Born in the Netherlands, Frank Meijer has 10 years of experience in automotive retail sales and 13 years in business-to-business sales.
Meijer joined Hyundai Motor Europe in 2012 as European Fleet Sales and Remarketing Manager, before becoming responsible for sales and marketing activities for the Hyundai ix35 Fuel Cell Electric Vehicle in Europe.
What is the current status with the development and deployment of fuel cell cars and buses in Europe? What needs to be done to ensure a wider market share for these vehicles?
Hyundai has taken the challenging role to be the first to bring a mass production Fuel Cell car to the market, meaning that our cars are available for all types of customers. We have now delivered vehicles in 11 countries and we are aiming to add 2 more countries by the end of the year. Infrastructure remains the top priority to get a wider acceptance.
Is the development of refuelling infrastructure keeping pace with the deployment of the electric fleet? What are the main challenges that need to be overcome to put the necessary infrastructure in place?
There are big differences in the deployment of hydrogen refuelling infrastructure per country. The largest European initiative is in Germany, on track to have 50 Clean Energy Partnership stations ready by the beginning of 2016.
Another best-practice country, Denmark, has five stations operational, three under construction to be ready very soon, and three more expected to be ready by the beginning of 2016. What makes the Danish example a best practice is the parallel rollout: commitment for a minimum number of cars at the time the decision is made for a new refuelling station.
This parallel rollout is an important consideration. There are some stations in Europe that are built without planning for users – a situation that is also seen with charging stations being installed for electric vehicles that are simply not being used. To avoid this, we are cooperating on a daily basis with infrastructure providers and hydrogen producers to plan our approach to bring cars where the stations are being built.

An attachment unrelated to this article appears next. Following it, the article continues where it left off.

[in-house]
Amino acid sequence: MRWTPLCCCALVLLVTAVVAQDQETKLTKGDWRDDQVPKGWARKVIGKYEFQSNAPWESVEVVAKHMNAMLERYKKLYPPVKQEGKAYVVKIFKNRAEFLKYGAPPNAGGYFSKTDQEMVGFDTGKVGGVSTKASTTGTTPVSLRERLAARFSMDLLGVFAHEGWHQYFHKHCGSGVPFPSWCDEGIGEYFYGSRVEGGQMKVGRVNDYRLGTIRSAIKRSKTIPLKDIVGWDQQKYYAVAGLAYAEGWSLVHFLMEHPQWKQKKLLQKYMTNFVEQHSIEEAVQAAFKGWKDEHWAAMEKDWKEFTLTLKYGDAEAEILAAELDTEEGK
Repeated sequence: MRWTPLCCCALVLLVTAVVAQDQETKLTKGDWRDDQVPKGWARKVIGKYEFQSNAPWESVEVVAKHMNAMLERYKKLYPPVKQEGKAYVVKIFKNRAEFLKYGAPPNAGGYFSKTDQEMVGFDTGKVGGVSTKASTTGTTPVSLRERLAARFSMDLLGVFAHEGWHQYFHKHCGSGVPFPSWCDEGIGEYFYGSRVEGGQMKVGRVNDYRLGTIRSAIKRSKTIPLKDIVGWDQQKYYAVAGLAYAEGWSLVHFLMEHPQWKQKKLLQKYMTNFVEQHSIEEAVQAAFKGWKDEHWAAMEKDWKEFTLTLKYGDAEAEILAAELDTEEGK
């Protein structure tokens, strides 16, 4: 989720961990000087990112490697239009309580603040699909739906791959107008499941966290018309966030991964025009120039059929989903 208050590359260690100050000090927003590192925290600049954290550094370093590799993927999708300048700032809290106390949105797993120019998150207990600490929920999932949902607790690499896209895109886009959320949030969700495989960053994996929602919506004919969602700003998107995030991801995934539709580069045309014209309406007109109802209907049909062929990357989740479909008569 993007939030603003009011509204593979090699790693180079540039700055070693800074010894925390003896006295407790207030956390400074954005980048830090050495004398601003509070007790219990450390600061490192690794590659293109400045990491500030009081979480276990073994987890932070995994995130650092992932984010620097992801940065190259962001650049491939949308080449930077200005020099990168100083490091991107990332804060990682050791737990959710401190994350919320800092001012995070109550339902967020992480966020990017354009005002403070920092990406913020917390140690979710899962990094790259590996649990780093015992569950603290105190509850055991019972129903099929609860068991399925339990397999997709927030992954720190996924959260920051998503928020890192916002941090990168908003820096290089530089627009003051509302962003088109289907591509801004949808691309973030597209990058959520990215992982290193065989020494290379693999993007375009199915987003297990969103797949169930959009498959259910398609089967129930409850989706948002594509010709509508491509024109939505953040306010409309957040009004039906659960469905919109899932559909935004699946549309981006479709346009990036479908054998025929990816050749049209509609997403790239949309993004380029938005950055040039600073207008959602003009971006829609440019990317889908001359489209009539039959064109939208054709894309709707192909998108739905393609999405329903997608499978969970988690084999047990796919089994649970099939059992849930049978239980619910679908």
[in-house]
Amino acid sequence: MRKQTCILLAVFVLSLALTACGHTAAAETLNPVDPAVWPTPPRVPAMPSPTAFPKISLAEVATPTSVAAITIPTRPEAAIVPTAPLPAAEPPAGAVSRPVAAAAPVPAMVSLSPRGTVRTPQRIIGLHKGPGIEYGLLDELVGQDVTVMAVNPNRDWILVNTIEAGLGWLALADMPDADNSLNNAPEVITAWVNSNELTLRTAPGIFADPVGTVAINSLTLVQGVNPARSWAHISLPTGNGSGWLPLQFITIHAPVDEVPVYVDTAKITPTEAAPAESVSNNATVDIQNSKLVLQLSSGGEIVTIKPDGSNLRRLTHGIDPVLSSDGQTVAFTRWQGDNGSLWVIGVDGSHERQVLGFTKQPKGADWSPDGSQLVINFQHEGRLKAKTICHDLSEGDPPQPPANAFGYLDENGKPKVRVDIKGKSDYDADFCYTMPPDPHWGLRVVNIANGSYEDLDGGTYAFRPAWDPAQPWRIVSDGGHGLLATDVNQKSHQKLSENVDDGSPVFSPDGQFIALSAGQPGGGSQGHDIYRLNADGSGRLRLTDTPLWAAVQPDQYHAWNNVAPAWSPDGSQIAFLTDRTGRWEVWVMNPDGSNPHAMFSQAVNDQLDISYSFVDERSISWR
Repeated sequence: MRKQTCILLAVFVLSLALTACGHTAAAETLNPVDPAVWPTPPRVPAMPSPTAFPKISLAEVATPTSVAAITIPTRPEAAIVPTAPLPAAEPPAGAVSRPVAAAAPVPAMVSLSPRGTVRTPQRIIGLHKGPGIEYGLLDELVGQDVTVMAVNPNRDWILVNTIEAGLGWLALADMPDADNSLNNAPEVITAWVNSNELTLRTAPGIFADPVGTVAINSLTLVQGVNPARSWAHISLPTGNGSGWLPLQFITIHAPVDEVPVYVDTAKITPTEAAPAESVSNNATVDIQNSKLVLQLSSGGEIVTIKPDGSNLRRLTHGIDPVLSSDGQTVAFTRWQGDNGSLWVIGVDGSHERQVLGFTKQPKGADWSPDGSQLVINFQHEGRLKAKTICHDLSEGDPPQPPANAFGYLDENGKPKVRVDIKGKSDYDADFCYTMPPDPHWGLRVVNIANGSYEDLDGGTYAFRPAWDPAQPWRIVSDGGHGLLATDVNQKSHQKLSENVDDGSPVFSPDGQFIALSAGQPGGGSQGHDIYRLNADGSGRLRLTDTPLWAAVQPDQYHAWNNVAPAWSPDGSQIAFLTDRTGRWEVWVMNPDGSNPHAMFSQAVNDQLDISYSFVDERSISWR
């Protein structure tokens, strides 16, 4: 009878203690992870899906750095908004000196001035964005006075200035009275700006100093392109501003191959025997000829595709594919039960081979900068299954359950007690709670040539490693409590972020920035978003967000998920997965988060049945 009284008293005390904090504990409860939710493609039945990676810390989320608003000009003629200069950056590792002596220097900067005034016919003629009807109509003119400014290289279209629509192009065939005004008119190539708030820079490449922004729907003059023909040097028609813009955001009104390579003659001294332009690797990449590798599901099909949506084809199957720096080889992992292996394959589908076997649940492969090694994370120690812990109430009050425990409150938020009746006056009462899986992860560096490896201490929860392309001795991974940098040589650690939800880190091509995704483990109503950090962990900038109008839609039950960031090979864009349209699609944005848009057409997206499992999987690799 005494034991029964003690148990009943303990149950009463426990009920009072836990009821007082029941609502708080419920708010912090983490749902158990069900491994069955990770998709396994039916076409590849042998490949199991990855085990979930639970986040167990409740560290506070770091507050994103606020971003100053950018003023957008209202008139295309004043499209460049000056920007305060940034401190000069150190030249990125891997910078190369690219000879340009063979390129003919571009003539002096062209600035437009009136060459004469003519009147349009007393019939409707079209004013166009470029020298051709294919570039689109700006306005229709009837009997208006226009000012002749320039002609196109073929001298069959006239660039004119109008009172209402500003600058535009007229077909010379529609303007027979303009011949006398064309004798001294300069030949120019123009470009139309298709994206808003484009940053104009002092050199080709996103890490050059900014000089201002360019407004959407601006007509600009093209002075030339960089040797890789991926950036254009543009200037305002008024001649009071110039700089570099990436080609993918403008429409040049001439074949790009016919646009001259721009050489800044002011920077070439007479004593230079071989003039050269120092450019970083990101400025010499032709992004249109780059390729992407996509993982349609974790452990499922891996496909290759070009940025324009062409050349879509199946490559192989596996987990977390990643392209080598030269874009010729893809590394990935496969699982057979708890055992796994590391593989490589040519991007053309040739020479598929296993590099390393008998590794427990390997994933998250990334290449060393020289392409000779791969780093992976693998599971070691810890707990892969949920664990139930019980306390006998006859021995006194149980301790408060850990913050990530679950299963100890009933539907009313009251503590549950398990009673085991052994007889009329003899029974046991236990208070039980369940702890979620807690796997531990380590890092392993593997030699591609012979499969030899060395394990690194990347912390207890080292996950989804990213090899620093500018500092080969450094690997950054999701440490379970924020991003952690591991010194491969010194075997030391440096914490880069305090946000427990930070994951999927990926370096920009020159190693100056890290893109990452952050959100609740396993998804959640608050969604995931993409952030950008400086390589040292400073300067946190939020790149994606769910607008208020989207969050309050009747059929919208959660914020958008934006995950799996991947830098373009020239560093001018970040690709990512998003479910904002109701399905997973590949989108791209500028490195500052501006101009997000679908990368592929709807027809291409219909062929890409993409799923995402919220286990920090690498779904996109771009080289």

At a policy level, does the fuel cells and hydrogen sector in Europe receive sufficient support to ensure that it reaches its full potential, or are there other policy measures that need to be considered?
The EU has several demonstration and research projects in place, not only for vehicles but also for stationary units, all to have less pollution and, equally important, to become independent from fossil fuels.
Under several EU Framework Programmes there has been a commitment made to invest almost EUR 17 billion in hydrogen-related projects.
Cost is a key issue for the market-uptake of fuel cell-powered vehicles. What is needed to make fuel cell technology competitive?
Like with all new technologies, production cost can be successfully reduced in line with lower costs in the supply chain, which in turn come from increased volumes. The cost of the ix35 Fuel Cell is already quite competitive, which is helping to attract new customers to consider choosing fuel cell technology.
Our car works just like any other car: users tell us that they are very surprised how easy it is to drive the ix35 Fuel Cell, especially as they don’t have the same anxiety as with electric cars regarding driving range.
But still the most important factor is the infrastructure. This cannot be resolved overnight, and we are realistic, acknowledging that it will take several years to have a sufficiently widespread network of European refuelling stations.
In terms of cost and efficiency, how does hydrogen compare to battery technology for powering electric vehicles?
The most important difference for users in real-world terms is that the Fuel Cell car avoids the limitations on driving range and charging time that are typically associated with a battery-electric vehicle. We believe that there will be a place for battery-electric cars and Fuel Cell vehicles, as well as plug-in hybrids and hybrids. Users will choose the technology that best suits their needs regarding range, vehicle type, cost, and so on.
It is sometimes argued that battery-electric vehicles use electricity more efficiently in transportation. But this does not take into account the energy used to generate the electricity for the battery-electric vehicle. A more accurate comparison would consider total well-to-wheel energy efficiency.
Although generating hydrogen through electrolysis and renewables could be a less efficient pathway, it offers a greater possibility to use otherwise curtailed renewable energy via the inherent storage in the hydrogen delivery system. In this scenario, supply and demand for hydrogen need not be perfectly matched to energy production at all times. Battery energy storage on the grid could alleviate some of this problem, but hydrogen storage inherently provides this function through the delivery system.
The transport sector is a major emitter of greenhouse gasses. How significant a contribution can hydrogen make to the fight against climate change?
Driving a hydrogen-powered car does not emit any greenhouse gases. And there are efforts in place to encourage hydrogen to be made completely from renewable energy sources.
According to forecasts, by 2020 there will be approximately 190 GW of clean wind energy – an increase of 64% compared to 2014. To make optimal use of this, energy storage will play an important role, enabling wind power to be used when it is needed and at the same time provide a 100%-clean source of hydrogen.